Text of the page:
Articles Tagged with #EEOC

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file0001838914447You’ve likely heard by now the story of freshman Louisiana Congressman Vance McAllister (R-La.) kissing one of his staffers.  Now, Rep. Jackie Speier (D-Calif.) is trying to make it so that Representatives and their staffs have to undergo mandatory sexual harassment training.

Unlike the rest of the federal government and many private companies, there is no specific requirement in place that requires U.S. Representatives and their staffs to receive sexual harassment training.  And unlike many of your own workplaces, there aren’t posters and signs in break areas reminding workers of regulations and how to report unwanted conduct.  Many offices don’t even discuss sexual harassment policies at all.  The Senate has training courses for new employees, but several different policies can apply.  The House has no training schedule, but has handbooks.

Frustrated by the seemingly haphazard way these regulations have been put in place in Congress, Rep. Speier said “This is the House of Representatives, not a frat house.”  She continued, “it is time for all of us to get trained – elected officials and their staffs – to recognize what sexual harassment is, and how to prevent it, and what to do if it happens.”  Other lawmakers have expressed concern about these kinds of problems in the past.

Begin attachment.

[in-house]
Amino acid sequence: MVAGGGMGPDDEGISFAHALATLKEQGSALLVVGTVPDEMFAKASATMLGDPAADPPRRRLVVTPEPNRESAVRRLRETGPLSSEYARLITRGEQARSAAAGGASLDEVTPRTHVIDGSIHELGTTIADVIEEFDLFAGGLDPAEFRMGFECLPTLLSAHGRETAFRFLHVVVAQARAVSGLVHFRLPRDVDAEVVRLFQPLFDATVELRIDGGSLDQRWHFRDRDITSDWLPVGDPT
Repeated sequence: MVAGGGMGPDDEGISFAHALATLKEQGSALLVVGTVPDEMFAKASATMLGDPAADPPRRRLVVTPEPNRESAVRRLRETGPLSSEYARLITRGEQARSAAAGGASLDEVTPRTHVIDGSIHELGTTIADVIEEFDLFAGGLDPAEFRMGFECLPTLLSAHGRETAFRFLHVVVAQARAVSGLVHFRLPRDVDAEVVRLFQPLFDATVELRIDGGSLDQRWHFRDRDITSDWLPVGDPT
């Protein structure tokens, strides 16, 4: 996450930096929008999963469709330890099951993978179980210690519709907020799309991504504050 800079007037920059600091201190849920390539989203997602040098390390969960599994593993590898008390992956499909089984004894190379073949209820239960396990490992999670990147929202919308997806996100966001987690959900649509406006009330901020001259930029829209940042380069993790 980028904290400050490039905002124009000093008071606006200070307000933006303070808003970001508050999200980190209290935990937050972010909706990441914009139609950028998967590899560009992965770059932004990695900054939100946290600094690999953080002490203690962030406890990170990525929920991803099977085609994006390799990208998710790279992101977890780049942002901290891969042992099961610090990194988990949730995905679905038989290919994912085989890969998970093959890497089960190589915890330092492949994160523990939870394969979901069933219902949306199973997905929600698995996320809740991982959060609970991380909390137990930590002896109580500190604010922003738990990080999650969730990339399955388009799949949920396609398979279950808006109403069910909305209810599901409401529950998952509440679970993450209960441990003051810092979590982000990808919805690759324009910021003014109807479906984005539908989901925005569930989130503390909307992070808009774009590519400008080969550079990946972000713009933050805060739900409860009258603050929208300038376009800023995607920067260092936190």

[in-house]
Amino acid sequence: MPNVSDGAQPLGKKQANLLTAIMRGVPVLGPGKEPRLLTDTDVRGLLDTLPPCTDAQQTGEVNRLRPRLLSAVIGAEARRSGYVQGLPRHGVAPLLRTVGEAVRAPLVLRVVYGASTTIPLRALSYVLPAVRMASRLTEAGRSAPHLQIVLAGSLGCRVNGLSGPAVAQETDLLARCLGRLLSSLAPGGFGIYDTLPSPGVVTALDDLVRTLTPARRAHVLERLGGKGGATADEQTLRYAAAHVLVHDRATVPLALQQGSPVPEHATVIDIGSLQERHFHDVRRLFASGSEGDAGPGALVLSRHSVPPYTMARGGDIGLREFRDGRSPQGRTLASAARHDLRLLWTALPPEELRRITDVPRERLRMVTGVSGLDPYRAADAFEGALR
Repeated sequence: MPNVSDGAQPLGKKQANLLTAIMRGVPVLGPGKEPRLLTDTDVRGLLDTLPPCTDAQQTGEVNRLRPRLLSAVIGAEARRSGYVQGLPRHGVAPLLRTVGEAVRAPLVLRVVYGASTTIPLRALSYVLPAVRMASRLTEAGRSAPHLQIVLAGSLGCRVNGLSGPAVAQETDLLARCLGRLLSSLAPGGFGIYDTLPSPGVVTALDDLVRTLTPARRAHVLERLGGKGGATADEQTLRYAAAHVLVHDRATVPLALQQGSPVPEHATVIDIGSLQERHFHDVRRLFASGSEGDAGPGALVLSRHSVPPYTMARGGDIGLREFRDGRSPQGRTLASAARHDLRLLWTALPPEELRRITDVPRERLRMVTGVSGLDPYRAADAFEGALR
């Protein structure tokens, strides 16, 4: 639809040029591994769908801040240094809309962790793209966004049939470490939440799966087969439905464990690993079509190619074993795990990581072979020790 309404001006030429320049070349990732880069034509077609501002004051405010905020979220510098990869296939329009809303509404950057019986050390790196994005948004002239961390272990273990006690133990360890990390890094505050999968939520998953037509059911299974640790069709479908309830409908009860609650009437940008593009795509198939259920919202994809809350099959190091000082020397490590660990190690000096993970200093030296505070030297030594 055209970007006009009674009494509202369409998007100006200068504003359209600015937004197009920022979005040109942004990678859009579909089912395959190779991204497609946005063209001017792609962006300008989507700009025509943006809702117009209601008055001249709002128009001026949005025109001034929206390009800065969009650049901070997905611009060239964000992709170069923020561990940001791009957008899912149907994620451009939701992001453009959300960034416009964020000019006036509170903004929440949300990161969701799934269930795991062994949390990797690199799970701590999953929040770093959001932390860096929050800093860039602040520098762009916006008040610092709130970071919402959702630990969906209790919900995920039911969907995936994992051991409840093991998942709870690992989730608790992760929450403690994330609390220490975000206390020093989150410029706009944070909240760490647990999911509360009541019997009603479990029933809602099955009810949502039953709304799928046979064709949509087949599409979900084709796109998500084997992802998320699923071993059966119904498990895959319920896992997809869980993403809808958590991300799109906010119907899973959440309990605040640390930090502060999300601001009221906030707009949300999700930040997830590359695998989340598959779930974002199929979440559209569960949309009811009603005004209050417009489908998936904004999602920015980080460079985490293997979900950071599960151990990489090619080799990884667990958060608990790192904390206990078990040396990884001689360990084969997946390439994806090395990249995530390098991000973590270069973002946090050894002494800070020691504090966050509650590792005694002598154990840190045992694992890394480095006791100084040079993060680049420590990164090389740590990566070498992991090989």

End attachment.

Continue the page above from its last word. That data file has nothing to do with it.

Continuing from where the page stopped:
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Published right before Thanksgiving, the 2013 fall federal agency regulatory plans help to illustrate what proposed and final rules are on the agenda for the coming months.  The regulatory plans and fall agendas highlight agency priorities and goals and give a preview of future developments in federal employment law.

At the Department of Labor, the agency in general is focused on its “Plan/Prevent/Protect” initiative, which is designed to lessen the agency’s enforcement and inspection burden by issuing rules designed to put the responsibility for ensuring workplace compliance on the employer or regulated entity (such as a union).  Among the DOL’s subsidiary agencies, OSHA is working on publishing final rules that will establish standardized procedures for filing whistleblower complaints under a number of federal statutes, as well as updating workplace infectious disease standards.  The Office of Labor Management Standards will probably publish some version of its controversial “persuader rule,” which would greatly expand the types of union-related activities that trigger employer reporting requirements.  The Office of Federal Contract Compliance programs will continue to update its revised affirmative action requirements, as we covered here earlier, and will likely provide updated sex discrimination guidelines.  Finally, the Wage and Hour Division will be updating its definition of “spouse” to conform to the Supreme Court’s decision in U.S. v. Windsor.